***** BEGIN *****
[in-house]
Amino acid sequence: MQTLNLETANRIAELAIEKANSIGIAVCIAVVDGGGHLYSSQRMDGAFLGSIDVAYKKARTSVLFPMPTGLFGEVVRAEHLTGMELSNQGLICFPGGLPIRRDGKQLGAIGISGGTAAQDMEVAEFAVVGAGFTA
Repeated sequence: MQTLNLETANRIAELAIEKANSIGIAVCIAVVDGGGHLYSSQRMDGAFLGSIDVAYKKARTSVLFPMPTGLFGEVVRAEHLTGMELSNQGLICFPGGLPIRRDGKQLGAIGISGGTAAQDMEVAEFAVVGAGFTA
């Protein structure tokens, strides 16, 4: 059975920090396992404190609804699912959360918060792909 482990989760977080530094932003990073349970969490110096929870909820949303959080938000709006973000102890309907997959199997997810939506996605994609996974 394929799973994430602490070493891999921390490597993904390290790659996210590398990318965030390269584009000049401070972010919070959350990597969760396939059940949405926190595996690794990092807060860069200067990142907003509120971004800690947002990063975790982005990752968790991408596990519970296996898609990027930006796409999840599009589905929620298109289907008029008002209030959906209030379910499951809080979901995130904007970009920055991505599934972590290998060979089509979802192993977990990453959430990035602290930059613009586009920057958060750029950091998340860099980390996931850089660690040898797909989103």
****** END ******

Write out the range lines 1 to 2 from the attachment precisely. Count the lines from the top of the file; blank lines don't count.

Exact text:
[in-house]
Amino acid sequence: MQTLNLETANRIAELAIEKANSIGIAVCIAVVDGGGHLYSSQRMDGAFLGSIDVAYKKARTSVLFPMPTGLFGEVVRAEHLTGMELSNQGLICFPGGLPIRRDGKQLGAIGISGGTAAQDMEVAEFAVVGAGFTA